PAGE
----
Escalante, Utah and Scenic Byway 12

Escalante - Heart of Hwy 12

Utah Scenic Byway 12


Utah State Route 12 was first designated in 1914. Many changes have taken place over the past 100 years, but this amazing road is still the lifeline of the several communities it connects to the “outside” world.

Beginning with the various Indian tribes, native Americans resided in these vast and rough canyons since the 1600’s. Evidence of their existence remains today for everyone to see (but please don’t touch). In the summer the groups dispersed to springs and other perennial water sources capitalizing on the many foodstuffs available. In Autumn they organized into small family bands to harvest Pinyon nuts and hunt deer.

Numaga - So. Piute at Pyramid Lake

Numaga – So. Piute at Pyramid Lake

The three prominent groups of Numic people (Paiutes) were the Antarianunts who occupied the northeastern tip of the Henry Mountains. The Kaiparowits resided in the Escalante River to Upper Sevier River Valleys overlapping the Panguitch group. And the third was the Cedar City/Beaver Mountains Paiutes. The Paiutes had other names for these groups beginning with the Widtsoe area – Porcupine Sitting People; the Bryce Valley area – Semi-Circular Cliffs People; the Grass Valley and Johns Valley people – Water Cover Peoples; and the Barren Valley People – Escalante area people.

The first white men discovered the Barren Valley during an expedition in 1869. The first John Wesley Powell Expedition came across the valley to the Green River and ventured down the river to the confluence of the Colorado. 1866 brought Military men from St. George to Kanab who then ventured up the Pariah River to Henrieville Creek. Another group came up the Sevier River to Red Canyon and roughly followed the route of present-day SR 12. These men continued up to “The Blues” and Upper Valley Creek and on August 31, 1866, the battalion entered “Potato Valley” for the first time. Named for the many potatoes found growing in this valley, they felt it was good for cattle and noted the many attributes of the area.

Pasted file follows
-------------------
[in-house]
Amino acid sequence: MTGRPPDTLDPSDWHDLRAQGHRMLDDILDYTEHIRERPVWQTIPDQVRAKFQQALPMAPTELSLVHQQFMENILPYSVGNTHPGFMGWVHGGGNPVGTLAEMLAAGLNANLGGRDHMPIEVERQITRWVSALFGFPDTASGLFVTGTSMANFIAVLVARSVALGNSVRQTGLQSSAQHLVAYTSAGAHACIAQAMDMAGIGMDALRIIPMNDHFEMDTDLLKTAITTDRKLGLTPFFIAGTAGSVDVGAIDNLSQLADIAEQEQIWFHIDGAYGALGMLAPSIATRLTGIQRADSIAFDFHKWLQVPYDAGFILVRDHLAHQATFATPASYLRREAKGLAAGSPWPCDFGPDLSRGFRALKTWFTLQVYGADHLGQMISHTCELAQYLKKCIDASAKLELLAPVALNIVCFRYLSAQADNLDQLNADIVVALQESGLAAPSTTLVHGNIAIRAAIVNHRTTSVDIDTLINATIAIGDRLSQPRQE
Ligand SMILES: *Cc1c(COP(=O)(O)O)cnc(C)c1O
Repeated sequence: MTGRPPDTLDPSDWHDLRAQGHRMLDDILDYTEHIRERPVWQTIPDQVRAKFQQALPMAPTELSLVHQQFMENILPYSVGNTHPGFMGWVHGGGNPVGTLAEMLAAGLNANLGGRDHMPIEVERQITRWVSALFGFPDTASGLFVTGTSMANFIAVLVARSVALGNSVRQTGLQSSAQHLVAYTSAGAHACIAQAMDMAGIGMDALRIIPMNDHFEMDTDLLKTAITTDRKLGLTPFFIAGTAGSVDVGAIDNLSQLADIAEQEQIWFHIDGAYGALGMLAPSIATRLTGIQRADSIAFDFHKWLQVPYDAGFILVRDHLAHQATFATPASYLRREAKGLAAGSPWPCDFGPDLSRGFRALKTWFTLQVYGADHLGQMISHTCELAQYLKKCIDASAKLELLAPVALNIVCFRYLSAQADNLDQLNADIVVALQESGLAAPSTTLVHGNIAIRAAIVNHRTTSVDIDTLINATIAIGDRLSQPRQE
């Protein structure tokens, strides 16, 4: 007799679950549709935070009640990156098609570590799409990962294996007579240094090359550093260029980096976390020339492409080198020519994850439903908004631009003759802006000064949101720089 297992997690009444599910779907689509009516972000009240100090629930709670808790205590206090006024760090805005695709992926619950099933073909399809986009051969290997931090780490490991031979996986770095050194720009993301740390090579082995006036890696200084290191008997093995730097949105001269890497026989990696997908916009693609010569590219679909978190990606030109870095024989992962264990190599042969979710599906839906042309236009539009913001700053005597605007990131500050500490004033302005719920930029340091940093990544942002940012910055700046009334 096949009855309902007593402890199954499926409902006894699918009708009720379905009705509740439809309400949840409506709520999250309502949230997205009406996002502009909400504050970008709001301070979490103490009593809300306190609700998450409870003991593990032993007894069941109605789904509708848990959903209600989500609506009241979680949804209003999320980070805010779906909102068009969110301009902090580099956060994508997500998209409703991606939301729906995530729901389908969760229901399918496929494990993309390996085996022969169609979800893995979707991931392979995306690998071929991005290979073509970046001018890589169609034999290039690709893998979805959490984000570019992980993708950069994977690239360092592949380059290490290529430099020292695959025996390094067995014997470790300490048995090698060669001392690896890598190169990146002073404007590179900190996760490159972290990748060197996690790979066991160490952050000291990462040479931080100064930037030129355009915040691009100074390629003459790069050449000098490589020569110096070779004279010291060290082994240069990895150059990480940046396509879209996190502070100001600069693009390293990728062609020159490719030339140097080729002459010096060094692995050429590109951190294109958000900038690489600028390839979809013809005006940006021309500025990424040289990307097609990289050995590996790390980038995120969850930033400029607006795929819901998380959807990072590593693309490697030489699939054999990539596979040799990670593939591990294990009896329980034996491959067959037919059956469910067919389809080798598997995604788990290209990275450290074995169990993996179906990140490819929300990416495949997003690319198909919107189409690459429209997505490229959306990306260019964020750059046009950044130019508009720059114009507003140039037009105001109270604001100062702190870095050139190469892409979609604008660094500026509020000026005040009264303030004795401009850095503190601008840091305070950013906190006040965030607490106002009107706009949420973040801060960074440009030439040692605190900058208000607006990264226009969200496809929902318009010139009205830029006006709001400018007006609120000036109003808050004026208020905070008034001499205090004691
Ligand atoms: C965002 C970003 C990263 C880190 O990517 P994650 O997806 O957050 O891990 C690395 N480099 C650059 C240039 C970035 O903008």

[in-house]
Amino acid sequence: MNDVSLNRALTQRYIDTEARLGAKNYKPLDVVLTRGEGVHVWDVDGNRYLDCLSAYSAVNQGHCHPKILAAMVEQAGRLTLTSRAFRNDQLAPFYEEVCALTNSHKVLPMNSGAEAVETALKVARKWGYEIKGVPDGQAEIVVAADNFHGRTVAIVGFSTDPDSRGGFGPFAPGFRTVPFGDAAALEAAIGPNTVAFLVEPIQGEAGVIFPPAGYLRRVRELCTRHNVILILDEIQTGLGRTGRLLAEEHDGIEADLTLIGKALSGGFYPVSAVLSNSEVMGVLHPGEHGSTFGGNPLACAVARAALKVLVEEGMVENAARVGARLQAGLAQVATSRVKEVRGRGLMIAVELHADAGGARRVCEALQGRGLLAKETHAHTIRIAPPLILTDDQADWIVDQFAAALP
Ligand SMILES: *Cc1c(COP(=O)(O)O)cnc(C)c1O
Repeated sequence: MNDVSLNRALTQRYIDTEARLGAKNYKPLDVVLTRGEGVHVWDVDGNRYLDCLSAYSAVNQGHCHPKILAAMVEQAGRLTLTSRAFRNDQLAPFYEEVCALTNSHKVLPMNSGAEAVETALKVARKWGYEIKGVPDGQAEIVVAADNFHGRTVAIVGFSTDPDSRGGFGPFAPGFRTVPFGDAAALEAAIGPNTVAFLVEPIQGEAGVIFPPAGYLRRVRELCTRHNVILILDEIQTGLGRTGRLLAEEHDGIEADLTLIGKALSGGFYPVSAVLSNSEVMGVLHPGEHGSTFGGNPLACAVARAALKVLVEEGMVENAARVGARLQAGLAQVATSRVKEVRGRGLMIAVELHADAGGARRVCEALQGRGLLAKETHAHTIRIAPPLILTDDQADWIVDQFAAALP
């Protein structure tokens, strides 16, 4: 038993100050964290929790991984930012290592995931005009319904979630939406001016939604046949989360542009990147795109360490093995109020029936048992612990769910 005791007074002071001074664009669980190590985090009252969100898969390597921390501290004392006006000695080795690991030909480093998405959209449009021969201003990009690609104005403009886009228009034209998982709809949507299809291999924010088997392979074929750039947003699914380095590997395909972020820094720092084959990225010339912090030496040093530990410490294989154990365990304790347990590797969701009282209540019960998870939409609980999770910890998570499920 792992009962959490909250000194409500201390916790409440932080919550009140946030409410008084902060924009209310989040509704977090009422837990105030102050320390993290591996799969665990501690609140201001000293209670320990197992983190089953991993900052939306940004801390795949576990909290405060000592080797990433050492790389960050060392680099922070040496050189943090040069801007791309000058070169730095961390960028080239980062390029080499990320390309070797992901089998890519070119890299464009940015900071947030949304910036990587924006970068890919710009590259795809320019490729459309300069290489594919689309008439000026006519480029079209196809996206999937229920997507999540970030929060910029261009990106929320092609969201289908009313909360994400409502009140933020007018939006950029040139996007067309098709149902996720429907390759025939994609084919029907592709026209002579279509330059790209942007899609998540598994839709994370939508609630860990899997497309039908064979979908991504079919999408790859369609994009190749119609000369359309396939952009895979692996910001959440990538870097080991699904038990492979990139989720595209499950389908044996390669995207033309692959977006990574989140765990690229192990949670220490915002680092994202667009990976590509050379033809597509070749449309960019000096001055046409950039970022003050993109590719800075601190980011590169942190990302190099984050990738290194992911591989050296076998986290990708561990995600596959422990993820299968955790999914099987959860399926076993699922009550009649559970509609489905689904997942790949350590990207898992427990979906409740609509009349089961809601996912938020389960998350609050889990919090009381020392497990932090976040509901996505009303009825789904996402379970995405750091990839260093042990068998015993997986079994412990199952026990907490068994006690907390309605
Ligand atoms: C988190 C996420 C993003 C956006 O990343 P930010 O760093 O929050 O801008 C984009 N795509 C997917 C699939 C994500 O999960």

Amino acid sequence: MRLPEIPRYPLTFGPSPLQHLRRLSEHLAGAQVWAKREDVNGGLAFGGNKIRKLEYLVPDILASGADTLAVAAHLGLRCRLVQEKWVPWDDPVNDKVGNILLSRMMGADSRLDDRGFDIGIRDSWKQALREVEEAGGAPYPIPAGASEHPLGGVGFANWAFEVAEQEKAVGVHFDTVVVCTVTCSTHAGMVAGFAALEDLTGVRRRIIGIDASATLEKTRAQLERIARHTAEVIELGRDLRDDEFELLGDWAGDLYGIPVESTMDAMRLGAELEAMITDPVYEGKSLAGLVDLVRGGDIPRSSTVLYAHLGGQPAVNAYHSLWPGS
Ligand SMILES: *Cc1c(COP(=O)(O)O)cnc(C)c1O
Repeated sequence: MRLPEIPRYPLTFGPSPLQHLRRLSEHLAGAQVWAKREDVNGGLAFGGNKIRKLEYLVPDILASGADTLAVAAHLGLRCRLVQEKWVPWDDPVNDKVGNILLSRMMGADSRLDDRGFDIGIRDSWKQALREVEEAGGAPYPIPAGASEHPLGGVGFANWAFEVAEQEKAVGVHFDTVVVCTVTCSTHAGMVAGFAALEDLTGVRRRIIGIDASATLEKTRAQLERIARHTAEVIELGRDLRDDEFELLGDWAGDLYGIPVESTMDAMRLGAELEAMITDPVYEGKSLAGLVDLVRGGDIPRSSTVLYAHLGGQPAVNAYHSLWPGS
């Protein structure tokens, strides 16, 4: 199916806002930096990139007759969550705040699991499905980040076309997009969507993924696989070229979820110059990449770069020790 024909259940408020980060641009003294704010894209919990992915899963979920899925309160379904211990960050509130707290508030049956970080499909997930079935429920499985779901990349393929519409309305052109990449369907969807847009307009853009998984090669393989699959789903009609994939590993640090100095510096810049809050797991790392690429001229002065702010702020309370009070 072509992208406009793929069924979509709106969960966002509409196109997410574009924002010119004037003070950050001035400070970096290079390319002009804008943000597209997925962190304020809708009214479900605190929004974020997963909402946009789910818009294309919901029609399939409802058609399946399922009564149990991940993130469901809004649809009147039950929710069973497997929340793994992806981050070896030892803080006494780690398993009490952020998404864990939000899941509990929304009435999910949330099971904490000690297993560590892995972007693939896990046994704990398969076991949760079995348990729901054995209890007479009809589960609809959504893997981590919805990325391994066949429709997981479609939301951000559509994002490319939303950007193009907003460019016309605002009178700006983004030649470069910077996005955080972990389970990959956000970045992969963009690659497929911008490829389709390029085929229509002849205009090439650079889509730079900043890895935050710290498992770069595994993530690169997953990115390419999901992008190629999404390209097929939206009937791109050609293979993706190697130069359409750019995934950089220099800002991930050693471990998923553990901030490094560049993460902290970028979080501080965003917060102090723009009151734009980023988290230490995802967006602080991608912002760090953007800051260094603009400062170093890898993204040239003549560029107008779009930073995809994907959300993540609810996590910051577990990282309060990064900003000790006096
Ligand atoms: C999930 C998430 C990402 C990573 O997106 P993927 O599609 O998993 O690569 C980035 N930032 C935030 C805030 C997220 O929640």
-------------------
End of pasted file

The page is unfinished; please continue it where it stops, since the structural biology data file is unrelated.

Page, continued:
The Escalante Basin extends Southeast to the Colorado River between the Straight Cliffs and the Kaiparowits Plateau to the south. The circle cliffs and Aquarlis plateau complete the “walls” to the north. The Aquarius Plateau and Boulder Mountain comprise the world’s highest forested plateau in the world. The straight cliffs began as sandy beaches on top of the tropic deposits. Receeding ocean levels millions of years ago carried debris and sediment that buried the Wahweap Sandstone and created the Kaiparowits plateau – thought to be Zane Grey’s Wild Horse Mesa.

These deposits call to geologists around the world to explore and learn.  Several new dinosaur skeletons have been found due to their efforts.  Those can be seen at the Utah Natural History Museum in Salt Lake City.

Next – the beginnings of Highway 12.


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